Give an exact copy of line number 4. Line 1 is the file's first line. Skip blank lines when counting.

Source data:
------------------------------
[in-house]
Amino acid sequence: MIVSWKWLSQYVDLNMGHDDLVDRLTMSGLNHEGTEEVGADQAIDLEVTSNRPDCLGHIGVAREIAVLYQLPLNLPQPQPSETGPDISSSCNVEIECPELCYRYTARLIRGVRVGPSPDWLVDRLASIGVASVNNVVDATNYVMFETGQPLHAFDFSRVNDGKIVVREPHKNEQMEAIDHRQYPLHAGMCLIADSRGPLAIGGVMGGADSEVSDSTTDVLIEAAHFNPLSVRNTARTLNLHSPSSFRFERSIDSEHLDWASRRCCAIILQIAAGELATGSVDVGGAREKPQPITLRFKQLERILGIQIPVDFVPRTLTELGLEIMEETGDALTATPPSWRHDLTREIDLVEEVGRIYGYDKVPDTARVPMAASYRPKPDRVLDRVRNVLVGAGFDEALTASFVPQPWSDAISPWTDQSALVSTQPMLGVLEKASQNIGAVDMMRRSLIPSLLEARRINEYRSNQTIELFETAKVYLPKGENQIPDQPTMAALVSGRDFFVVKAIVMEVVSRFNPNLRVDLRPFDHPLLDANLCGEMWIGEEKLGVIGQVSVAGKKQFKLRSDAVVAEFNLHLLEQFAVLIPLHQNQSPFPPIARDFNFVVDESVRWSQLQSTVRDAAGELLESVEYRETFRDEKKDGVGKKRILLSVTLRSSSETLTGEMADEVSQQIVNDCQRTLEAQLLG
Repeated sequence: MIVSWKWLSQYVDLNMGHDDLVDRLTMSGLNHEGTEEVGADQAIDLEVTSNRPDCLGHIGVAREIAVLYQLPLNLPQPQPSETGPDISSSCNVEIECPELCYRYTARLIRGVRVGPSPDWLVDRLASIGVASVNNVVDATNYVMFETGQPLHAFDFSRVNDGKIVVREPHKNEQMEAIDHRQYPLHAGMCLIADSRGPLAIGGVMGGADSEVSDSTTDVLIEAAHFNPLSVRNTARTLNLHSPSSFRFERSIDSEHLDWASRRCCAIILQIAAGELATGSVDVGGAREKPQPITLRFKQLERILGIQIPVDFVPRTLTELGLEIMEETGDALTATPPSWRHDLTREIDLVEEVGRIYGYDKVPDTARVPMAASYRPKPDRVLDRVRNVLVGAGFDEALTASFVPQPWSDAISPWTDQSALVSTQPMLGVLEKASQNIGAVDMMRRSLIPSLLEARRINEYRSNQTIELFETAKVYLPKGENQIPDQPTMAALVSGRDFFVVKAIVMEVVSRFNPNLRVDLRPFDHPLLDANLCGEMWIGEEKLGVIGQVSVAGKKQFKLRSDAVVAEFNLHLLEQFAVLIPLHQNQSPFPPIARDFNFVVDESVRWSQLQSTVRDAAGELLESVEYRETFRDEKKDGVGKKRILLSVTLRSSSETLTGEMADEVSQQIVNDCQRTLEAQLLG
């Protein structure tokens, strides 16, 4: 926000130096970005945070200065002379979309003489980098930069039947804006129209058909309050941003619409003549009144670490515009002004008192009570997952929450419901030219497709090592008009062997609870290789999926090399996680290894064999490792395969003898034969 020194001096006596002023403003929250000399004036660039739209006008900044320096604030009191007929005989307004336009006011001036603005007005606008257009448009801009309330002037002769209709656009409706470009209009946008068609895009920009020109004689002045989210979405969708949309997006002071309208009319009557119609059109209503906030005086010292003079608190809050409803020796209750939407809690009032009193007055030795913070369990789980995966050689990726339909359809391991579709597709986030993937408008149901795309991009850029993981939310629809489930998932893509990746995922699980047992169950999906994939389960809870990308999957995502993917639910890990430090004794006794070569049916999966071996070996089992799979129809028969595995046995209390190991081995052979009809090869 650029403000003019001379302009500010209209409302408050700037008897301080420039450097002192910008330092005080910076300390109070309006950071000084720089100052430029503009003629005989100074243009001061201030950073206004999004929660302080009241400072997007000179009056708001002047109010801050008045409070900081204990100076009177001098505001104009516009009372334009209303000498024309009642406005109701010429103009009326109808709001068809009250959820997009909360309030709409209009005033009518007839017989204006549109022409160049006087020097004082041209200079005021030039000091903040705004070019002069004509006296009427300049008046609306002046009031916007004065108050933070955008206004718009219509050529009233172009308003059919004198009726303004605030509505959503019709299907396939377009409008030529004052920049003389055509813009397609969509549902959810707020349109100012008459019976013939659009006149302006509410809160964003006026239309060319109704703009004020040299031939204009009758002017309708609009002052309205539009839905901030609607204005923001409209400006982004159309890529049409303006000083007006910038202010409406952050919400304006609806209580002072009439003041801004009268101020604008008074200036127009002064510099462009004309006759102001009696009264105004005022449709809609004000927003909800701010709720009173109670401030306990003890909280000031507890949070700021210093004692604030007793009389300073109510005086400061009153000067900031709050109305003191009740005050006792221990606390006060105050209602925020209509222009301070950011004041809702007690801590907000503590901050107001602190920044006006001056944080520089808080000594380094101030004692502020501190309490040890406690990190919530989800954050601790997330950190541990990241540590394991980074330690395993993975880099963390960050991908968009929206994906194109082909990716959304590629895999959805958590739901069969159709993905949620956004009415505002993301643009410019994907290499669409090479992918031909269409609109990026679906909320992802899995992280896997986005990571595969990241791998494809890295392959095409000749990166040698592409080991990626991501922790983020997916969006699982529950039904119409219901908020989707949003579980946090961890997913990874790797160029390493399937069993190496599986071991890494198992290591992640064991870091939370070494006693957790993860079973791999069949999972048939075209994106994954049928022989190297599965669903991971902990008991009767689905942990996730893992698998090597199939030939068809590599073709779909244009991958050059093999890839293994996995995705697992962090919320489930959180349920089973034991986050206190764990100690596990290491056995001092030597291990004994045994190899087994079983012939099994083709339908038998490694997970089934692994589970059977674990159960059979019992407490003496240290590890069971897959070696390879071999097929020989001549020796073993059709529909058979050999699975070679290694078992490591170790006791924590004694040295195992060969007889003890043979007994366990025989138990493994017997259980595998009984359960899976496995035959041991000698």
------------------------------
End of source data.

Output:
């Protein structure tokens, strides 16, 4: 926000130096970005945070200065002379979309003489980098930069039947804006129209058909309050941003619409003549009144670490515009002004008192009570997952929450419901030219497709090592008009062997609870290789999926090399996680290894064999490792395969003898034969 020194001096006596002023403003929250000399004036660039739209006008900044320096604030009191007929005989307004336009006011001036603005007005606008257009448009801009309330002037002769209709656009409706470009209009946008068609895009920009020109004689002045989210979405969708949309997006002071309208009319009557119609059109209503906030005086010292003079608190809050409803020796209750939407809690009032009193007055030795913070369990789980995966050689990726339909359809391991579709597709986030993937408008149901795309991009850029993981939310629809489930998932893509990746995922699980047992169950999906994939389960809870990308999957995502993917639910890990430090004794006794070569049916999966071996070996089992799979129809028969595995046995209390190991081995052979009809090869 650029403000003019001379302009500010209209409302408050700037008897301080420039450097002192910008330092005080910076300390109070309006950071000084720089100052430029503009003629005989100074243009001061201030950073206004999004929660302080009241400072997007000179009056708001002047109010801050008045409070900081204990100076009177001098505001104009516009009372334009209303000498024309009642406005109701010429103009009326109808709001068809009250959820997009909360309030709409209009005033009518007839017989204006549109022409160049006087020097004082041209200079005021030039000091903040705004070019002069004509006296009427300049008046609306002046009031916007004065108050933070955008206004718009219509050529009233172009308003059919004198009726303004605030509505959503019709299907396939377009409008030529004052920049003389055509813009397609969509549902959810707020349109100012008459019976013939659009006149302006509410809160964003006026239309060319109704703009004020040299031939204009009758002017309708609009002052309205539009839905901030609607204005923001409209400006982004159309890529049409303006000083007006910038202010409406952050919400304006609806209580002072009439003041801004009268101020604008008074200036127009002064510099462009004309006759102001009696009264105004005022449709809609004000927003909800701010709720009173109670401030306990003890909280000031507890949070700021210093004692604030007793009389300073109510005086400061009153000067900031709050109305003191009740005050006792221990606390006060105050209602925020209509222009301070950011004041809702007690801590907000503590901050107001602190920044006006001056944080520089808080000594380094101030004692502020501190309490040890406690990190919530989800954050601790997330950190541990990241540590394991980074330690395993993975880099963390960050991908968009929206994906194109082909990716959304590629895999959805958590739901069969159709993905949620956004009415505002993301643009410019994907290499669409090479992918031909269409609109990026679906909320992802899995992280896997986005990571595969990241791998494809890295392959095409000749990166040698592409080991990626991501922790983020997916969006699982529950039904119409219901908020989707949003579980946090961890997913990874790797160029390493399937069993190496599986071991890494198992290591992640064991870091939370070494006693957790993860079973791999069949999972048939075209994106994954049928022989190297599965669903991971902990008991009767689905942990996730893992698998090597199939030939068809590599073709779909244009991958050059093999890839293994996995995705697992962090919320489930959180349920089973034991986050206190764990100690596990290491056995001092030597291990004994045994190899087994079983012939099994083709339908038998490694997970089934692994589970059977674990159960059979019992407490003496240290590890069971897959070696390879071999097929020989001549020796073993059709529909058979050999699975070679290694078992490591170790006791924590004694040295195992060969007889003890043979007994366990025989138990493994017997259980595998009984359960899976496995035959041991000698």